Editors’ Note: With full acknowledgment of the big-picture implications of a pandemic that has already claimed thousands of lives, cratered global economies and closed international borders, Deadline’s Coping With COVID-19 Crisis series is a forum for those in the entertainment space grappling with myriad consequences of seeing a great industry screech to a halt. The hope is for an exchange of ideas and experiences, and suggestions on how businesses and individuals can best ride out a crisis that doesn’t look like it will abate any time soon.
UK union Bectu represents 40,000 staff, contract and freelance workers in the media and entertainment industries. Among those are 20,000 freelancers and self-employed workers across the creative industries, including theatre, film and television.
As we know, these industries have all virtually ground to a halt in response to the spread of coronavirus. The vast majority of UK cinemas, theaters and film and TV productions are now shuttered until further notice. And freelancers the world over are at the sharp end of the shutdown.
In Hollywood, IATSE estimated that 120,000 film industry workers have already lost their jobs. Bectu estimates that around 50,000 UK industry freelancers will have suffered the same fate.
A survey the UK union carried out this week revealed that nearly 3,000 of its members have already lost money as a result of the disruption. Almost 500 people reported losses of more than £5,000. More than 400 said they could lose £20,000 to £40,000.
Industry leaders are warning of a devastating impact on the creative sectors and Bectu has launched a concerted campaign to spotlight the challenge faced by its workers.
“We anticipate that almost all non-news production activity in film and TV will have to cease within days,” Bectu head Philippa Childs wrote to UK chancellor Rishi Sunak this week.
The aim is for the UK to follow the lead of countries like Germany, which have announced €40B in support for freelancers and small businesses. The UK is currently offering small businesses cash grants of £10,000 but there has been little detailed provision for freelancers and part-time workers in the creative sectors.
Below, the union boss discusses the “unprecedented” current crisis and what steps the union is taking.
DEADLINE: So many productions are on hiatus. What feedback are you getting from your constituents who were working on those productions?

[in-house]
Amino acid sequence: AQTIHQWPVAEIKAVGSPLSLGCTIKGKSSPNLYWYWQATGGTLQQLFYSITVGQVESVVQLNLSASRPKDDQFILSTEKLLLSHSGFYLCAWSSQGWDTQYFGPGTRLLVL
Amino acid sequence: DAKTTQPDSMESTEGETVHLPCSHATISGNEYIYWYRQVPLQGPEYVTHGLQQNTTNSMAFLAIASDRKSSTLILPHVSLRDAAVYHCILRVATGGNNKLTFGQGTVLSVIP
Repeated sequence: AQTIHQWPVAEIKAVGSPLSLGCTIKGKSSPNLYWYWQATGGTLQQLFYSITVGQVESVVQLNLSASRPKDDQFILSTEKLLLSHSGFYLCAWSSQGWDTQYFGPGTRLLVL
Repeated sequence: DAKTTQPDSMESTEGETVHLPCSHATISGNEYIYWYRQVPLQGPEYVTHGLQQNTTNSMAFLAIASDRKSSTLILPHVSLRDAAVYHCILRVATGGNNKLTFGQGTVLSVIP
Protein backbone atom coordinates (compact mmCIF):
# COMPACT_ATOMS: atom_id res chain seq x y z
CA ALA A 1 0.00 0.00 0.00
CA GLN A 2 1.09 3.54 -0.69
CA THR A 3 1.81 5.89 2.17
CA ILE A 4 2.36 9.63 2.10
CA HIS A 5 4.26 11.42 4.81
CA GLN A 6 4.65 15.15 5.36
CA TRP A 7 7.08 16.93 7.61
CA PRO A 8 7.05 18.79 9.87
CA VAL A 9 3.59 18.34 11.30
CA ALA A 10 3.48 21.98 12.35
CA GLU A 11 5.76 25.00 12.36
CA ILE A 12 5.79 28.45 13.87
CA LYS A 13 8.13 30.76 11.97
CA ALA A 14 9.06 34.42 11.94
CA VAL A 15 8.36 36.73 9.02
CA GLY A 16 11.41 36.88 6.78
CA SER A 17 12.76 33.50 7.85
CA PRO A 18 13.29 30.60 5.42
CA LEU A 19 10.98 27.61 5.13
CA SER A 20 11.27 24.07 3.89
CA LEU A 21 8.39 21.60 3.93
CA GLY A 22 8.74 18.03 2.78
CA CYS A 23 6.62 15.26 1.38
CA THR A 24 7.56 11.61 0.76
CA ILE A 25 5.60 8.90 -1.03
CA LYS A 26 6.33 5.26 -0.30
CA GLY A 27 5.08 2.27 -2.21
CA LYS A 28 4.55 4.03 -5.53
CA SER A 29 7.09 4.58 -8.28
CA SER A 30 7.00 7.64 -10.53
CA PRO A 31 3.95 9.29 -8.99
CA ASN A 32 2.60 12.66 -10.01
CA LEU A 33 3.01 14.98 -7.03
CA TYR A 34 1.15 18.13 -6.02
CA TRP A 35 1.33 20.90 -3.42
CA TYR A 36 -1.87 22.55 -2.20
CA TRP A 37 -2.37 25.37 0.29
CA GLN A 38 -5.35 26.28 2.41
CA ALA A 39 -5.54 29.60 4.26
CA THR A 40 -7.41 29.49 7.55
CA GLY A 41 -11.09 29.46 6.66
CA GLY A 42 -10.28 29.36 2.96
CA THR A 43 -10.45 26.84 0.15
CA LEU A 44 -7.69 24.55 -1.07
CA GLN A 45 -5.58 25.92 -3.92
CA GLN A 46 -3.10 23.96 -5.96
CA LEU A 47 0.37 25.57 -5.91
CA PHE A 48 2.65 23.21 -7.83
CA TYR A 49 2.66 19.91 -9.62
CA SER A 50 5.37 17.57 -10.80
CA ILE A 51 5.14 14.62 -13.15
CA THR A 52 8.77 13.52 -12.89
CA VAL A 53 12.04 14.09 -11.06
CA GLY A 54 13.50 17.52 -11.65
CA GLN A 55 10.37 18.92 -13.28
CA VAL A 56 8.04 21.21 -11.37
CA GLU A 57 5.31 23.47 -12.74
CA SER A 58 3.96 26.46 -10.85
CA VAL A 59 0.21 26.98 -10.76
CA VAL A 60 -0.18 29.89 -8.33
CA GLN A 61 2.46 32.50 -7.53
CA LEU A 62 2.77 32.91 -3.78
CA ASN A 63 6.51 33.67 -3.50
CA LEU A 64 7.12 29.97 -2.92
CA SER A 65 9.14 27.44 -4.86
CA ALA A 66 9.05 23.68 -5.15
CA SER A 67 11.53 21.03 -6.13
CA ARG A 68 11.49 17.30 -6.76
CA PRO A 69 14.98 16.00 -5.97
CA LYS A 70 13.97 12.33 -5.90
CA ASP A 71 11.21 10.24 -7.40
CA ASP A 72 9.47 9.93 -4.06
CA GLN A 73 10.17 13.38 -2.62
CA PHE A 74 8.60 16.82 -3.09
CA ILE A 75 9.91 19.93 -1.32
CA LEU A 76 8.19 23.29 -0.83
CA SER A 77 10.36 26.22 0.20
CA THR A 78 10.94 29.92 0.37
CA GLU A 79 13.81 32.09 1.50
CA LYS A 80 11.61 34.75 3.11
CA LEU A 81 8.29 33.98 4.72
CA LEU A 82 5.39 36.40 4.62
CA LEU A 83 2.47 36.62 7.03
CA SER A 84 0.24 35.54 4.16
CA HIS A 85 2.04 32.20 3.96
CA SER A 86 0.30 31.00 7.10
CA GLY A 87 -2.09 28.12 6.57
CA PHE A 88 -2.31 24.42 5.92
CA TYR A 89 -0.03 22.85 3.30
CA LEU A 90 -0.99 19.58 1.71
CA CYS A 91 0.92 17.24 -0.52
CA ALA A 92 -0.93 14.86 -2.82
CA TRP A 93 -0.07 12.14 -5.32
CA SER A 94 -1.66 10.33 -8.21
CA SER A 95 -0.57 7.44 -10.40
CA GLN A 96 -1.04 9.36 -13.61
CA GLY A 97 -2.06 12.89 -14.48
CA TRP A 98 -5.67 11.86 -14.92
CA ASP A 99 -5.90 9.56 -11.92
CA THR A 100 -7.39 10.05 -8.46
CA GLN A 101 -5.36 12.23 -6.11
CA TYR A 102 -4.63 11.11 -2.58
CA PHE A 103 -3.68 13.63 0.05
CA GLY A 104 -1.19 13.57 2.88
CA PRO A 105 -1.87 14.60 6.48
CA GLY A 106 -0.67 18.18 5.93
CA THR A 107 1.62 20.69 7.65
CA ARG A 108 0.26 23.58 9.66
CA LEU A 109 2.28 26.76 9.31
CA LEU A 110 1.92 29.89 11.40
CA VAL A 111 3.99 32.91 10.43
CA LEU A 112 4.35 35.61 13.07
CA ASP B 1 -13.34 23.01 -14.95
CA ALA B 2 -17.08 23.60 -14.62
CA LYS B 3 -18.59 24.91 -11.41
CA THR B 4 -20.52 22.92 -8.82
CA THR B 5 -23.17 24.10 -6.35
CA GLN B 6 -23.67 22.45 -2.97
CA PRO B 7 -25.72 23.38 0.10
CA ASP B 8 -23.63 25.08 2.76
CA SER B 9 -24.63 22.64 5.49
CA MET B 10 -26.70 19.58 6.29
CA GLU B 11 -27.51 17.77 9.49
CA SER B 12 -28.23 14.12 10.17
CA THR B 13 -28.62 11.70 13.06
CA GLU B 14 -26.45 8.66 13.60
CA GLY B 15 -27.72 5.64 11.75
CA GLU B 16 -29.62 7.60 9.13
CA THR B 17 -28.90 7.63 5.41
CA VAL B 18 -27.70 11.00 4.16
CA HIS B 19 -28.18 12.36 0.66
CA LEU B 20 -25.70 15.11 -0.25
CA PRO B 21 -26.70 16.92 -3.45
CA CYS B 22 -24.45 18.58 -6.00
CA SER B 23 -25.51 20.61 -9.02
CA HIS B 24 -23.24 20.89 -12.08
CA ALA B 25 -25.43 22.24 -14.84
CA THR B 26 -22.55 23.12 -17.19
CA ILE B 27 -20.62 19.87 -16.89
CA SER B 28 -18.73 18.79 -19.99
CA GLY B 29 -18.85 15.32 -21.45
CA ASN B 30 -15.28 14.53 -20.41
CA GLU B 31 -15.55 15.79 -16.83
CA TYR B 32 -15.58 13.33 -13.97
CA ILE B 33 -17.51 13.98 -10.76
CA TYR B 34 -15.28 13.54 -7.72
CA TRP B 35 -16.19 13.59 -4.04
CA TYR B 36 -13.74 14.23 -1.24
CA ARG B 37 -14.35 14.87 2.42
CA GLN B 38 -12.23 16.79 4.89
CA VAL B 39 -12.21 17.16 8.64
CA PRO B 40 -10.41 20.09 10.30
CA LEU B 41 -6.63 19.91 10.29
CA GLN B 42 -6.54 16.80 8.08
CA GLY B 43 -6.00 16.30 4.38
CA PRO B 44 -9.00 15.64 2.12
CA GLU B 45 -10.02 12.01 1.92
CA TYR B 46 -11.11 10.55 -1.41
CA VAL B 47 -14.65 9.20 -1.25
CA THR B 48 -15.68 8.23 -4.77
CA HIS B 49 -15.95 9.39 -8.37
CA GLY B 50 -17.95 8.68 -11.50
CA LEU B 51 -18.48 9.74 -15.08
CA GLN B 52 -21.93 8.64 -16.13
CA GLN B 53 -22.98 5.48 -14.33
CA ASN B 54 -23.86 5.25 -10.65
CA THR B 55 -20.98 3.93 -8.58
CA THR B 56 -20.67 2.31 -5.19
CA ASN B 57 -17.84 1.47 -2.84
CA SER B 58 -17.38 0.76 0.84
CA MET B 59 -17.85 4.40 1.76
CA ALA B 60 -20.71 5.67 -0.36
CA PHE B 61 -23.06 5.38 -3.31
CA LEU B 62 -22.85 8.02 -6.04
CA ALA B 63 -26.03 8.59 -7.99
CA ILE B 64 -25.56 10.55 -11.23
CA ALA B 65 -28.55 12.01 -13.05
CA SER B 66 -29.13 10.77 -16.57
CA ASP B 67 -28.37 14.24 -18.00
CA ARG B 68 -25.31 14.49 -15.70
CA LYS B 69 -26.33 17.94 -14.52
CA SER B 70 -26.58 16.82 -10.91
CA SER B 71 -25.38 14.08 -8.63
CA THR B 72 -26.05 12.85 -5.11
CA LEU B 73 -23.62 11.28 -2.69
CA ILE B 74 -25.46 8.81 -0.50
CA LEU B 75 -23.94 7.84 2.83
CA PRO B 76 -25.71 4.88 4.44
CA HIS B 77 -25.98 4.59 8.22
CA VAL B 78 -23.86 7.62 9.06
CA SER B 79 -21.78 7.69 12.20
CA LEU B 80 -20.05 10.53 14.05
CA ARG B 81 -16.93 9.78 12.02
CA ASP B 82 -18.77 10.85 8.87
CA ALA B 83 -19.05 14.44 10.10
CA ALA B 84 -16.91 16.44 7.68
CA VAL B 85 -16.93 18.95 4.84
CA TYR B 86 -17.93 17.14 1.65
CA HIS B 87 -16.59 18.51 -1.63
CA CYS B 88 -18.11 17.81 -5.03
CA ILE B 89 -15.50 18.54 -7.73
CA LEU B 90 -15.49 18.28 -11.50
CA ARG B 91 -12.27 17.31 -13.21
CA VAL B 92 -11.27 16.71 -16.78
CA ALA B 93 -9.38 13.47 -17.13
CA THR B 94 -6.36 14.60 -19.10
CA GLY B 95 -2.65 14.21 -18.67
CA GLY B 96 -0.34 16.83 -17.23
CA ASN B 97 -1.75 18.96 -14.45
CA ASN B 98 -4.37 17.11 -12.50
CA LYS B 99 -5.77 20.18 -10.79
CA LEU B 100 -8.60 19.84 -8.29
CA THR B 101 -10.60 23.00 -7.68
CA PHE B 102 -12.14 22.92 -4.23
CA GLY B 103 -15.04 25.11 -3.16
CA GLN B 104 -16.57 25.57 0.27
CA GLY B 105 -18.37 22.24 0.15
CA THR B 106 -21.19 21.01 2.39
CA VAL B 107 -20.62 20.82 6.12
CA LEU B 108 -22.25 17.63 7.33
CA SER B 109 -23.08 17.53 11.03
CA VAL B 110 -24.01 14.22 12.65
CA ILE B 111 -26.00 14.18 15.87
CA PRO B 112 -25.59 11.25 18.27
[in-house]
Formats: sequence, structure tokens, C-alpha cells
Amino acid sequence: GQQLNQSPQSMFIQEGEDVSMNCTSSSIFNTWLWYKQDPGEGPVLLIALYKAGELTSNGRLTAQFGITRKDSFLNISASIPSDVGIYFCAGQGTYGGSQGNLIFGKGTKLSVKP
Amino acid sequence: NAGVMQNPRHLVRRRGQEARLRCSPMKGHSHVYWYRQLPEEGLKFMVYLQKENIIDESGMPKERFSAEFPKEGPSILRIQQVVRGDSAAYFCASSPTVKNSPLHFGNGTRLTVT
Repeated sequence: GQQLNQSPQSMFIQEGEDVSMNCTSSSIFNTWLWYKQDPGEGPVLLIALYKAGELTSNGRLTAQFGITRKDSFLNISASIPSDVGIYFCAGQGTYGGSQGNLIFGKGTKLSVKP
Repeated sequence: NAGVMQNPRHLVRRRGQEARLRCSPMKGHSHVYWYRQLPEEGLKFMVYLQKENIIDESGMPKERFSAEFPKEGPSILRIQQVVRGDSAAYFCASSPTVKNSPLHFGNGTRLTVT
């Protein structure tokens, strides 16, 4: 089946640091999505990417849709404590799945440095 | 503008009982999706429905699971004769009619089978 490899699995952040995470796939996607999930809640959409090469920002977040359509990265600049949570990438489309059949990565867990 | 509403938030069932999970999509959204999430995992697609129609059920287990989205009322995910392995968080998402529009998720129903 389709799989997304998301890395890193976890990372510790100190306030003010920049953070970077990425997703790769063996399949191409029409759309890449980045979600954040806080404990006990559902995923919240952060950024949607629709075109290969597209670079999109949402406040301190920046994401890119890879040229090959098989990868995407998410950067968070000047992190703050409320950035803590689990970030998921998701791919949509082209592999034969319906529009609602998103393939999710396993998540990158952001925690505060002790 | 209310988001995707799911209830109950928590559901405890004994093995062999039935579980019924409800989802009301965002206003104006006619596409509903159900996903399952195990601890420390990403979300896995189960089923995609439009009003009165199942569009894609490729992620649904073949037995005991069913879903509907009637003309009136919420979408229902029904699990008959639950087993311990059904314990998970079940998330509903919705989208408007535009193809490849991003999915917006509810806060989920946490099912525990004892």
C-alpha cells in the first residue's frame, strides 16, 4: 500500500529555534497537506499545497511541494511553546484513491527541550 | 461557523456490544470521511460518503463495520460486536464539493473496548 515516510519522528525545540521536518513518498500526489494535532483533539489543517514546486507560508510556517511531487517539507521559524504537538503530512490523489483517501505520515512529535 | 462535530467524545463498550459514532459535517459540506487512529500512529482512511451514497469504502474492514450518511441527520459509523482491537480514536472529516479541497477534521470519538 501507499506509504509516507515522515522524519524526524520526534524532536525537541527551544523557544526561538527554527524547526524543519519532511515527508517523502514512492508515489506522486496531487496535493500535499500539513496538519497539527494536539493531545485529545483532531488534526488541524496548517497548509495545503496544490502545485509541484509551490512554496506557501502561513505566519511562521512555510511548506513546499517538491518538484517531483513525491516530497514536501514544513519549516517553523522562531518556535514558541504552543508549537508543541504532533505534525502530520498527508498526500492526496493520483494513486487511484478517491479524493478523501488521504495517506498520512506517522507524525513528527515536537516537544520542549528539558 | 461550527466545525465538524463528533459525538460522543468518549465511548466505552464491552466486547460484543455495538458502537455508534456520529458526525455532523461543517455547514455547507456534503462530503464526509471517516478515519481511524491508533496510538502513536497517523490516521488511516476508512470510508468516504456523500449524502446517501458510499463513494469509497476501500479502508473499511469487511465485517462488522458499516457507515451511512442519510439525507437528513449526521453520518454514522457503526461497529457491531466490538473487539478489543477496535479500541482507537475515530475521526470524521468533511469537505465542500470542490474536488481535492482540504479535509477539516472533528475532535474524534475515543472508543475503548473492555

PHILIPPA CHILDS: We’re now at a stage where quite a few of these productions are moving to cancel rather than postpone. For example, I understand that Disney is moving from hiatus to termination of contracts on their production The Little Mermaid, which has been shooting in the UK. Crew are due to be alerted shortly. I expect other productions to follow suit soon, which will be of great concern to our members.
DEADLINE: The assumption is that in those scenarios crew will be rehired at a later date when the projects start up again. I’ve heard that most major studio productions shooting in the UK are paying 2-4 weeks to their crew before letting them go…
CHILDS: Yes, I imagine that they will be postponed until later in the year or next year. The positive thing about film is that once this crisis is over we envisage the business largely returning to normal. It is much more problematic for theatre, which lives a more hand to mouth existence. A closure of a production can prove extremely problematic.
DEADLINE: What are your members telling you about the material impact this is having on their livelihoods?
CHILDS: People have told us they will be bankrupt, that they won’t be able to pay their mortgages, that they don’t have savings to fall back on…That’s why we’re calling for the government to put in place some dedicated support for freelancers, casuals and those on zero hours contracts.
DEADLINE: How responsive has the government been to your calls and those of the creative sector?
CHILDS: Not responsive enough.
DEADLINE: What contact are you having with them?
CHILDS: We’ve written to the Department for Culture Media and Sport and the Treasury. We’ve written to the BFI to be part of their task force and we’ve taken part in the British Film Council’s meeting this week to discuss a roadmap. We’re doing what we can to put pressure where we can.
DEADLINE: Do leading film organizations such the BFI, BBC Films and Film4 have key roles to play?
CHILDS: They have important roles to play in that they are the pipelines. They provide training, skills, content. Everyone is in the same state of shock and worried about what this means for them in the future.
DEADLINE: How do you see the situation unfolding?
CHILDS: We’re saying to government, short to medium term financial help needs to be put in place for freelancers whether that’s tax rebates, low interest loans, mortgage support or other types of support. MP Tracy Brabin has been calling for basic income to be put in place, which is a great idea, but we acknowledge that there is a lack of infrastructure for that to be implemented.
DEADLINE: What are the priority areas right now?
CHILDS: This is very critical for theaters. Some theaters may not re-open. For film, I think there will be a recovery. But there will be a skills shortage problem. Some may want to re-evaluate their position in such precarious employment. Going forward, we’ll be looking for more permanent safety nets for crew so if this happens again there are basics in place to support freelancers who can’t work.
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